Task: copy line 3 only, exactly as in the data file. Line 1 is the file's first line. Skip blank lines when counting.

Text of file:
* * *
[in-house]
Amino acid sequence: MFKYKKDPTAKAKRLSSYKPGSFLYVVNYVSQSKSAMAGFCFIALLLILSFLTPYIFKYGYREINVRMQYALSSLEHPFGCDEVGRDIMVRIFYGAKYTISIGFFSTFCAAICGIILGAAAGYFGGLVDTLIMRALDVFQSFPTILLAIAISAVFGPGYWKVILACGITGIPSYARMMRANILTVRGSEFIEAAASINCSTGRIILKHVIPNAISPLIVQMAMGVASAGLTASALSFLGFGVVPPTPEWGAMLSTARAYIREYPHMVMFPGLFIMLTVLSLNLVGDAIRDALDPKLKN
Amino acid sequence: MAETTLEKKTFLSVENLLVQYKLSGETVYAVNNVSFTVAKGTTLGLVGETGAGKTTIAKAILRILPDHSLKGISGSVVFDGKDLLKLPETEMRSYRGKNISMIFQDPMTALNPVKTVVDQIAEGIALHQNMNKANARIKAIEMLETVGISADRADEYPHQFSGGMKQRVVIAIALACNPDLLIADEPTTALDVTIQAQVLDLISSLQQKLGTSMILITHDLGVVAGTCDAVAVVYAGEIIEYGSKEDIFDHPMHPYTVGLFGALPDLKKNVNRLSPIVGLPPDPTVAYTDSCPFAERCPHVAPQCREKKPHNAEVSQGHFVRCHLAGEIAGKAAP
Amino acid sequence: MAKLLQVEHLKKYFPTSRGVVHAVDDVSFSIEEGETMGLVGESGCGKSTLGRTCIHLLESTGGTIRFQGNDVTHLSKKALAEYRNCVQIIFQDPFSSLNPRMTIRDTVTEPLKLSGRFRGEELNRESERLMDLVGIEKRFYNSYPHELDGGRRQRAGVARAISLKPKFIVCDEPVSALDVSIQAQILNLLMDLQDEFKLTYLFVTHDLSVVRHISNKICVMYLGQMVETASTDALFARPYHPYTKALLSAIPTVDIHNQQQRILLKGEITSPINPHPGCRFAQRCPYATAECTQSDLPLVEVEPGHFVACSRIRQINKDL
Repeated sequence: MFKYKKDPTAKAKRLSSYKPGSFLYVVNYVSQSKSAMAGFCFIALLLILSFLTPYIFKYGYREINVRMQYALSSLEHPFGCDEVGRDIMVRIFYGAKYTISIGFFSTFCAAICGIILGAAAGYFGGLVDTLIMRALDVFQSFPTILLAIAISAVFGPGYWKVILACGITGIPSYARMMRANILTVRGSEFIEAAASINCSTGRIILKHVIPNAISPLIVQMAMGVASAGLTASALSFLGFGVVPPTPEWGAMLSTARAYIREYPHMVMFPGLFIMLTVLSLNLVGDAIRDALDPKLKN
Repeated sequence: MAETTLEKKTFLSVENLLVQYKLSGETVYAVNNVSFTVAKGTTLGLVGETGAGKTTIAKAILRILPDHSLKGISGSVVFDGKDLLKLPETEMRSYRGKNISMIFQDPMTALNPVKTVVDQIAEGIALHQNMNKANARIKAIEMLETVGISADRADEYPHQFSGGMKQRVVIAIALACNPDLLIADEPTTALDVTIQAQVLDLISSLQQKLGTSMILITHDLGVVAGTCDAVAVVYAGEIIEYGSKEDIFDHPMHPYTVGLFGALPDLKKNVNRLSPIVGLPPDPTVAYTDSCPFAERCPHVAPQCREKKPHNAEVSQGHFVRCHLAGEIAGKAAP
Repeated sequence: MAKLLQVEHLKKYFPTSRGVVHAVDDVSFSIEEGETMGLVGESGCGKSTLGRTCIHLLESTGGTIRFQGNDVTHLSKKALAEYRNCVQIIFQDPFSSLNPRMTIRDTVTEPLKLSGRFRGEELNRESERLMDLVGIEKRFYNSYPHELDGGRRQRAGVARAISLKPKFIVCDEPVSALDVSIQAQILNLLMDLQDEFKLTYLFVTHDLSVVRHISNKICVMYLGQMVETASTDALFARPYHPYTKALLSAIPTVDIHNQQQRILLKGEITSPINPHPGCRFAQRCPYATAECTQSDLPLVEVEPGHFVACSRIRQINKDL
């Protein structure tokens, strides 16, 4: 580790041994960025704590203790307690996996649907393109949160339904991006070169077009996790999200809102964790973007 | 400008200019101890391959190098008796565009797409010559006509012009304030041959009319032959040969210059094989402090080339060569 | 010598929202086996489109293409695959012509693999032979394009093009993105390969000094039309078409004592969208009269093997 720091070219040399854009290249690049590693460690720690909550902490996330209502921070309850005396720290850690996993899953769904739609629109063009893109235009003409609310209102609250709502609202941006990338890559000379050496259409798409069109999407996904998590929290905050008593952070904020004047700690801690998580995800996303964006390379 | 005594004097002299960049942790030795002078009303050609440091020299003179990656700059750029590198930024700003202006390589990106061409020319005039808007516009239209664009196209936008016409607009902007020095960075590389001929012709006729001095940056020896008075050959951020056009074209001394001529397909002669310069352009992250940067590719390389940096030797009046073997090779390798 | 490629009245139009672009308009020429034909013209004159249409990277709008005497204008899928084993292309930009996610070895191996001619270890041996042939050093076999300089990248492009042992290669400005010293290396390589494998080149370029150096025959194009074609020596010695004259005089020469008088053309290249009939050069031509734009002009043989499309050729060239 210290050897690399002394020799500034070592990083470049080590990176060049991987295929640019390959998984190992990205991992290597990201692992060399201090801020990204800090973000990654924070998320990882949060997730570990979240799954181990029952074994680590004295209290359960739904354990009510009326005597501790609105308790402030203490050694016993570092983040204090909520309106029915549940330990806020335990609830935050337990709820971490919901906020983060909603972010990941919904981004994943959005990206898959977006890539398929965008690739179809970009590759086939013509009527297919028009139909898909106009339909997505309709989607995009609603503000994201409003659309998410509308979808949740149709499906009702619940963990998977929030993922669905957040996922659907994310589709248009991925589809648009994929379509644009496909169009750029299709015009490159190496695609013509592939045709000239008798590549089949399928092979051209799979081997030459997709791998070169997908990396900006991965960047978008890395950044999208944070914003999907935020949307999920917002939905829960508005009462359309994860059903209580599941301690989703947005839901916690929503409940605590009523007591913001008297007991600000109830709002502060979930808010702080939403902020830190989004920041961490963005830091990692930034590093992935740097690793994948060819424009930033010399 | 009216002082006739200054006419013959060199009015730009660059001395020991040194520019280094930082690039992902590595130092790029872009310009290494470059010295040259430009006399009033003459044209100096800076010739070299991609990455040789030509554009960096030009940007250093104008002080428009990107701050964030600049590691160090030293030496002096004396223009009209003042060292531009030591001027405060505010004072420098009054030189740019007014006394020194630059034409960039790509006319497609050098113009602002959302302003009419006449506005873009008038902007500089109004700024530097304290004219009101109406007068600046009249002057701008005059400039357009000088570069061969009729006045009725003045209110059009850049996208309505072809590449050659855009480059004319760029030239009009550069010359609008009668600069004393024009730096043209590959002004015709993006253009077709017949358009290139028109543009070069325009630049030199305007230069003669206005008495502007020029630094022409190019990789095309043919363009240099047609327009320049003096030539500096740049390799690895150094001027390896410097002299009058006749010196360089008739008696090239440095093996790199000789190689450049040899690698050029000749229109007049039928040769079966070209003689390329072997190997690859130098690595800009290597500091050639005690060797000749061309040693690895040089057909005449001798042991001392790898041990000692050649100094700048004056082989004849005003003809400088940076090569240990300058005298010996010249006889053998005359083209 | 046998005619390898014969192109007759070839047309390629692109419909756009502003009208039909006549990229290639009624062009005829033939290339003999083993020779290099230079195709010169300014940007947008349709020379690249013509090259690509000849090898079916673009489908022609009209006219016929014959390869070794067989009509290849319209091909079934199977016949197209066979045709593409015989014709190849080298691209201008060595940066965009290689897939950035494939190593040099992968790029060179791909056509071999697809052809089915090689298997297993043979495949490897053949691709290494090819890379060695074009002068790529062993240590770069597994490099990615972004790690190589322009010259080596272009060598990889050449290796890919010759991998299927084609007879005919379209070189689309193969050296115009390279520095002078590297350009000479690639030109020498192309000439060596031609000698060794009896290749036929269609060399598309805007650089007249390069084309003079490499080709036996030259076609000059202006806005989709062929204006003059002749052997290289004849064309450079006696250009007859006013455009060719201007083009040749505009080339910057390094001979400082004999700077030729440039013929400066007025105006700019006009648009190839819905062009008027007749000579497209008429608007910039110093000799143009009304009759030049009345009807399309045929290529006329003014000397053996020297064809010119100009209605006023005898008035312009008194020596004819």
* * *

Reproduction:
Amino acid sequence: MAETTLEKKTFLSVENLLVQYKLSGETVYAVNNVSFTVAKGTTLGLVGETGAGKTTIAKAILRILPDHSLKGISGSVVFDGKDLLKLPETEMRSYRGKNISMIFQDPMTALNPVKTVVDQIAEGIALHQNMNKANARIKAIEMLETVGISADRADEYPHQFSGGMKQRVVIAIALACNPDLLIADEPTTALDVTIQAQVLDLISSLQQKLGTSMILITHDLGVVAGTCDAVAVVYAGEIIEYGSKEDIFDHPMHPYTVGLFGALPDLKKNVNRLSPIVGLPPDPTVAYTDSCPFAERCPHVAPQCREKKPHNAEVSQGHFVRCHLAGEIAGKAAP